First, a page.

Iterative and Incremental Development

Although evolutionary, iterative and incremental development (IID) in software is in the ascendance as the modern or agile approach to replace ad hoc or waterfall (sequential lifecycle) development, its practiced and published roots go back surprisingly far. At least as far back as the mid 1950s, as a contemporary alternative to the nascent waterfall model …
Iterative and Incremental Development:A Brief History

Every Agile consultant is standing on shoulders of giants. In fact, we all are.

Agile Waterfall

It’s only recently I realised how much we tie ourselves in knots over process, and an obsession with adopting processes at a surface high-level, instead of properly analysing what is needed.  Processes are generally treated as if it is not possible to integrate them into other methodologies.  The classic case is the step-down approaches, which have long provided business with the milestone approach that makes them feel comfortable. Release or Sprint?  How about a Release containing multiple Sprints?

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Collective Disresponsibility

There is a risk in adopting Agile, that is an historical issue not even related to Agile.  The bigger a company is, the better they can suck up failure.  And in a huge company, 1 project pass/fail is neither here nor there in grand scheme of things.   With Waterfall (step-down) methodology, these types of failures would happen “gracefully”, due to the lumbering nature of the roadmap, and lack of visibility of progress until release points.  In the larger companies, on Agile projects, something strange happens …

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Clients are paying you to think as well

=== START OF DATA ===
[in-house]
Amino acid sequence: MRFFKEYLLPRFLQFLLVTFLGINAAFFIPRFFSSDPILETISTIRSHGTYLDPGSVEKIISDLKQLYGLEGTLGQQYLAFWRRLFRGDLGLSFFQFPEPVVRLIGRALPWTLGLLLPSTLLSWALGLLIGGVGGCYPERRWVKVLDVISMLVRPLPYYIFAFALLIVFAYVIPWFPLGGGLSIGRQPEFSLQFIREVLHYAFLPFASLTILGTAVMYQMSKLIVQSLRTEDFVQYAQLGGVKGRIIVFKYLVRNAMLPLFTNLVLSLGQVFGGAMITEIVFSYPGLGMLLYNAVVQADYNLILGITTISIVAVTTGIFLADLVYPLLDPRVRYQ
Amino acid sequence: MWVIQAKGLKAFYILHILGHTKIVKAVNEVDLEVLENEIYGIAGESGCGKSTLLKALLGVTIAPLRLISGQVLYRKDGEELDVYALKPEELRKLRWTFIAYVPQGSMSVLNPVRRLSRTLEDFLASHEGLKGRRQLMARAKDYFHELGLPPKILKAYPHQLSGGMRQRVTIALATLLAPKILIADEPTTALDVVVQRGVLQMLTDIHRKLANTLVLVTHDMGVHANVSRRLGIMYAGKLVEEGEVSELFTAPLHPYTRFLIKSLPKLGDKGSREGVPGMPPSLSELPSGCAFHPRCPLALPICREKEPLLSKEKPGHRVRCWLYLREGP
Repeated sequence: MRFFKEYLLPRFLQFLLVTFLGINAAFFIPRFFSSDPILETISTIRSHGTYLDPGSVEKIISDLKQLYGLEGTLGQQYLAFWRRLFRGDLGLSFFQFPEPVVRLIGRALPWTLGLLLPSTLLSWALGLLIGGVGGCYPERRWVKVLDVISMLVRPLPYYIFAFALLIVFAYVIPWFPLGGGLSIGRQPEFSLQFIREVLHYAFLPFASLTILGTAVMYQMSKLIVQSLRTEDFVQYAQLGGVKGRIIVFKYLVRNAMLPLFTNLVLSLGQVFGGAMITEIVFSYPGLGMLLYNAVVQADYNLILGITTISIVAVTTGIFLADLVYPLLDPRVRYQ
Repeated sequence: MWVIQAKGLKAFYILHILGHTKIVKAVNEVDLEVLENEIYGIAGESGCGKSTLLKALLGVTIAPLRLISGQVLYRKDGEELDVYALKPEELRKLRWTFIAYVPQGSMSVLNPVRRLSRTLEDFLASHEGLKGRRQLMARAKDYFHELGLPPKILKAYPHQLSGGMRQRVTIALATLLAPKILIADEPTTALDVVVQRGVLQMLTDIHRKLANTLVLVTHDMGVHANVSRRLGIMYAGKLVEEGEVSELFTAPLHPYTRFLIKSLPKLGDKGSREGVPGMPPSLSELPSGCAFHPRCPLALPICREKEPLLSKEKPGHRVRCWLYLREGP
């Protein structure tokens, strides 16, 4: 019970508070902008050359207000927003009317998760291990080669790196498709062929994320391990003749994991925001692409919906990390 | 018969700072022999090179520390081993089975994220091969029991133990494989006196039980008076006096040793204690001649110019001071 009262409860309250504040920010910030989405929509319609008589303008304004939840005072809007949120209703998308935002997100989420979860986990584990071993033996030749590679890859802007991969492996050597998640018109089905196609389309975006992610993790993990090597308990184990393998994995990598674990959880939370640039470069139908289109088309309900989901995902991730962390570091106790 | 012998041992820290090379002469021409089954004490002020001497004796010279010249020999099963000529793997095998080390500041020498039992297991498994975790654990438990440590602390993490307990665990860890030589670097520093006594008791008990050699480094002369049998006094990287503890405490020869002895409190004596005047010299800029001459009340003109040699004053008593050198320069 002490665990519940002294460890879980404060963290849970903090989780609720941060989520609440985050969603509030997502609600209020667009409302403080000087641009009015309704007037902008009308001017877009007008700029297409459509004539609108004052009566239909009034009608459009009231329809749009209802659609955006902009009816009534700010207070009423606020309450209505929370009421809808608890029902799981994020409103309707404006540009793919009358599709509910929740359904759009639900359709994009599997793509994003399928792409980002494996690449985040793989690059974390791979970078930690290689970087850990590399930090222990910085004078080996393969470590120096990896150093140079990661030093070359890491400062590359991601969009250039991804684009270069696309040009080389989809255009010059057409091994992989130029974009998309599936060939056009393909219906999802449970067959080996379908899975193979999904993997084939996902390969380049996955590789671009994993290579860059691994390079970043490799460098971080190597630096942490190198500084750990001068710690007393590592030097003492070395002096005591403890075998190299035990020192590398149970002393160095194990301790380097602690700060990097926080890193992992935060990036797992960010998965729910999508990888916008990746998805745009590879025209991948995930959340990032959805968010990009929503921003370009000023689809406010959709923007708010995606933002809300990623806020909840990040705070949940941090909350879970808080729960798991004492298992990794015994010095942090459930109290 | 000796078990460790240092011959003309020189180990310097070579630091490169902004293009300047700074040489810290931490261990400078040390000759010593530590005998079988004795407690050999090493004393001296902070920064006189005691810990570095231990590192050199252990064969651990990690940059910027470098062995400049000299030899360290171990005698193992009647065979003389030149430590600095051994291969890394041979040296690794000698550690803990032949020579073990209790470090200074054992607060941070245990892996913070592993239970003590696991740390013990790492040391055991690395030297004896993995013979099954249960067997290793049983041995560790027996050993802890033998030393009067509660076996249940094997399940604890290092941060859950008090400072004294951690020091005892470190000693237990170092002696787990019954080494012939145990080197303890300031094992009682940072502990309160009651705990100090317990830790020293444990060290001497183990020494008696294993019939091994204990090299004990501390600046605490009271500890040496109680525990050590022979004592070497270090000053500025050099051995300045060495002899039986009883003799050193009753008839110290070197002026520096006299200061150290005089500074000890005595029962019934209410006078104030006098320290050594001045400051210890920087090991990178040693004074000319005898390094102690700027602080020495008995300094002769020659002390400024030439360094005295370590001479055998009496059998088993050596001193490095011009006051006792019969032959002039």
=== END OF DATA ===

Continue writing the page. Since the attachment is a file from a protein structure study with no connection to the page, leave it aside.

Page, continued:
The phrase “The customer is always right” was originally coined by Harry Gordon Selfridge, the founder of Selfridge’s department store in London in 1909, and is typically used by businesses to:
1. Convince customers that they will get good service at this company
2. Convince employees to give customers good service

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Everyone’s a critic …

Corporate Monster

Waterfall … much maligned, and earned it’s label and reputation post-Agile. In QA, we know how easy it can be to slate anything in technology. In fact, being a critic is an easy position to be in, as the onus is not on the critic to provide a solution. The evolution of Agile did not happen on the back on Waterfall criticism – it was simply a move to provide alternative to the methodologies available at the time, that did not suit the demands of modern development.

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Agile Business

There are some good articles around at the moment about Agile and Business. The business approach to risk needs to change, avoiding Waterfall type check-points (milestones) to measure risk. An Agile project will stress under pressure of differing objectives between the Agile project and the business, if the old ways are not changed.